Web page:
Recently, I read of a case, where the North Chennai District Consumers Disputes Redressal Forum absolved an Orthopedic surgeon, who was sued by a patient on whom he had operated on. The surgeon had left a bit of a broken drill behind in the patients arm. (I am not clear if he had informed the patient about this at that time). Two years later, the patient had gone and got this drill bit removed in another hospital. In the intervening years, he had suffered no problem. The Orthopedic surgeon had submitted a series of medical reports, proving that leaving behind bits of instruments broken during a surgical procedure did not necessitate their removal, as it may have involved complicating and unnecessarily prolonging the operation.
Accidents and errors do occur. Humans are fallible, and they will make mistakes in their lives and work – whatever their profession - be it engineers, bankers or IT professionals. And doctors are no exception.
Errors usually are due to failure to make the correct diagnosis, or failure to apply the correct treatment. But it can also often be a wrong action done in the process of treatment (such as an error during a surgical procedure). Inexperience in interpretation of complex tests (all doctors may not be able to interpret ECG’s or MRI scans with 100% accuracy) may also result in an error in treating the patient. And in many cases, the correct diagnosis may have been considered, but priorities may have varied, resulting in a wrong outcome at the end.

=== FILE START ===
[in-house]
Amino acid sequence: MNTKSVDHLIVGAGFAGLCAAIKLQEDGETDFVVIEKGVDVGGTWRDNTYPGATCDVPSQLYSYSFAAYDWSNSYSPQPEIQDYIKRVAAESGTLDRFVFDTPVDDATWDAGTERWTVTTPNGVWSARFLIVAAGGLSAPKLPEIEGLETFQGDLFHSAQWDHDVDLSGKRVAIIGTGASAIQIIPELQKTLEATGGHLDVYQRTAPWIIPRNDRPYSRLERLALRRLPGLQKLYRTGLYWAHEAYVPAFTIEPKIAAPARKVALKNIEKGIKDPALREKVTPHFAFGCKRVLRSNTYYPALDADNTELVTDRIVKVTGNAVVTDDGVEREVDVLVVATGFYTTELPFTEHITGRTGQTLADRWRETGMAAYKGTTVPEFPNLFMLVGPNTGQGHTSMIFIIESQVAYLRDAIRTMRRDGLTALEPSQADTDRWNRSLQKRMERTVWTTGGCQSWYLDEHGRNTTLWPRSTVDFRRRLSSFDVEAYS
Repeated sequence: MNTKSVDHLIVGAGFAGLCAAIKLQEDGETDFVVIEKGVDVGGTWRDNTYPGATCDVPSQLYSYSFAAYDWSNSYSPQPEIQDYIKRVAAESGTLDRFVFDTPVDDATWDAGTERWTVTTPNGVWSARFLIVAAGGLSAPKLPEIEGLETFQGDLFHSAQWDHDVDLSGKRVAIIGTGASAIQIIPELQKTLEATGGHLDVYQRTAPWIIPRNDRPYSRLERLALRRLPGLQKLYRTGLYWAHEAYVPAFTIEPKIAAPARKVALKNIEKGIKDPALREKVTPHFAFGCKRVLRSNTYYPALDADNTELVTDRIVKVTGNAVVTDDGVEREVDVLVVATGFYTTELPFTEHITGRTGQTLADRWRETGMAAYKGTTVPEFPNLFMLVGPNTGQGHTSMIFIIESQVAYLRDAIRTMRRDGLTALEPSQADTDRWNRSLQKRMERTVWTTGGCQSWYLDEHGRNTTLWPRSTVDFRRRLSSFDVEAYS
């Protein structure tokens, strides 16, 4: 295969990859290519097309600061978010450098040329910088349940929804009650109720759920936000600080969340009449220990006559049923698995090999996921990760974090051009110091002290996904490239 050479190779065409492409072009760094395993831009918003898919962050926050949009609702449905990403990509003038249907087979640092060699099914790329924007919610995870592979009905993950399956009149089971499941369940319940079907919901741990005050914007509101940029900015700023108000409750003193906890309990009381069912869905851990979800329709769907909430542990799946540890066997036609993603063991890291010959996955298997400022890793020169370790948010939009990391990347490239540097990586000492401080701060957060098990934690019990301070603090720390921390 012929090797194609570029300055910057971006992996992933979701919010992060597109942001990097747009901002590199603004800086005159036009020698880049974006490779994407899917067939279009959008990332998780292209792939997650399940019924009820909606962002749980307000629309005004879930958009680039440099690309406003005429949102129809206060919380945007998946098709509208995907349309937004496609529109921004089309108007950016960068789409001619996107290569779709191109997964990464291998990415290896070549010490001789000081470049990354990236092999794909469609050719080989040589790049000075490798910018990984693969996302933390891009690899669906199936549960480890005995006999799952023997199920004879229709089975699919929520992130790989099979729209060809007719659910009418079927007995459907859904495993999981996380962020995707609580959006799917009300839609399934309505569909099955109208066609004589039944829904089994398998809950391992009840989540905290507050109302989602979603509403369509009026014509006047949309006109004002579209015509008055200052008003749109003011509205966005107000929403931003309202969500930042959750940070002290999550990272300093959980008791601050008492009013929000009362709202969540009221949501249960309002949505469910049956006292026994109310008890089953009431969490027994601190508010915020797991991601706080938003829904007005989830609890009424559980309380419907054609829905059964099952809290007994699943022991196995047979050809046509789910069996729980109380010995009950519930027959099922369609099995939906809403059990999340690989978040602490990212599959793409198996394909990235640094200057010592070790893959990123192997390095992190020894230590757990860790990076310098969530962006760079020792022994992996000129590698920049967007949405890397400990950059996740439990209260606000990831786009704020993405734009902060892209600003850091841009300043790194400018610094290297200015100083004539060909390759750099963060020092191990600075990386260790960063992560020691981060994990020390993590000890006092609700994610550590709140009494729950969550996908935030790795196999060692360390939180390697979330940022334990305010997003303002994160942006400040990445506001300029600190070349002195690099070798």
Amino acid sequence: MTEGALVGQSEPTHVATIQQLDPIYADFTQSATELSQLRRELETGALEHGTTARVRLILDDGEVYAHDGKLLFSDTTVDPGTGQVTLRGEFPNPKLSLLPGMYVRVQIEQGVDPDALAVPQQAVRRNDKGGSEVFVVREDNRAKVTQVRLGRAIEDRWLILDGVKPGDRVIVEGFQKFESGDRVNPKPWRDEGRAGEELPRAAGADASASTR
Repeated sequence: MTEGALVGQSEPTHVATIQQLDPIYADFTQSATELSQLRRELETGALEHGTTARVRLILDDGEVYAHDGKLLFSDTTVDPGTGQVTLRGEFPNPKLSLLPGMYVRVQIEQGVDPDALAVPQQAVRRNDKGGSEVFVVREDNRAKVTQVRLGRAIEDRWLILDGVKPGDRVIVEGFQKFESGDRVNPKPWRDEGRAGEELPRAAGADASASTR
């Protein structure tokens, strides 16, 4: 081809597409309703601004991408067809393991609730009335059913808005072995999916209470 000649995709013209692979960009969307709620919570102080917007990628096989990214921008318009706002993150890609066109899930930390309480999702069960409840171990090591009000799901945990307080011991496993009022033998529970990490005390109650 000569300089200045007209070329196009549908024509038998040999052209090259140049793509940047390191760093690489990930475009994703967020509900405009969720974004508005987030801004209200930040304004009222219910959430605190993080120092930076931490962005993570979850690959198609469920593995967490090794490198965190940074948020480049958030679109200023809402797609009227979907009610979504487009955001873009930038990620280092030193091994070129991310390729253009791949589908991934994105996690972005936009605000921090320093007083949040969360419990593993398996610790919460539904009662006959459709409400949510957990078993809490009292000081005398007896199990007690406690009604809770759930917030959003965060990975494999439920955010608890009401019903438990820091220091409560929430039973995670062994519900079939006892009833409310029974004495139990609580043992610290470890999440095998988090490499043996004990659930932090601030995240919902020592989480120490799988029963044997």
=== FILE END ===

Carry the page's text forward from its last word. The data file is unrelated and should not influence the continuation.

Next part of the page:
Finally, and more tragically, there are the problems of recklessness. And incompetence.
In the United States, about one million such errors occur annually in hospitals across the country. Besides causing serious harm to about 10% of these patients, about 70,000 of them lead to the death of the patient. These preventable adverse outcomes may be responsible for more deaths than breast cancer, motor vehicle accidents and AIDS in the USA. Medical errors will continue as long as humans and not robots or “artificial intelligence” are the clinicians. The issue is, once they occur, what should be our attitude and response?
Do we withhold such information from patients (“if we don’t tell them, they can’t find fault with us”) Or do we blatantly cover up facts? And bluff our way out of the problem. Or camouflage the facts, and only partly reveal the truth? And portray that the worsening condition of the patient is as a result of the underlying disease. And in case of poor patients, don’t tell them any details, as the poor are really ignorant of their medical condition and treatment.
Or do we honestly disclose the truth (telling them that some of these are known well documented complications of the procedure), and face the distress, wrath and sometimes legal consequences of our actions. Besides the shame, humiliation, and the subsequent slur on our reputation and competency if we get penalized for it.
And above all, the fear of our licence being revoked. And risk losing our livelihood.
This is truly what hinders and prevents doctors from disclosing medical errors.
Most doctors will tell you, that in an ideal world, errors should be reported to the patient’s family. In reality this is often not the case. Statistics reveal that in about 50% cases, doctors (and institutions) never report such errors to the patient or their relatives. I suspect that in India, the figure is actually very much higher.
The problem is that there is no centralized registry or regulatory body in our country or state to monitor and assess protocols, infections, errors in diagnosis, or errors in technique. And more importantly to oversee and supervise treatment outcomes, complications and mortality in hospitals across the country. And to advocate, audit, evaluate and ensure that basic minimal norms of treatment and outcomes are achieved.
Because most doctors will not subject their results to scrutiny, unless forced to.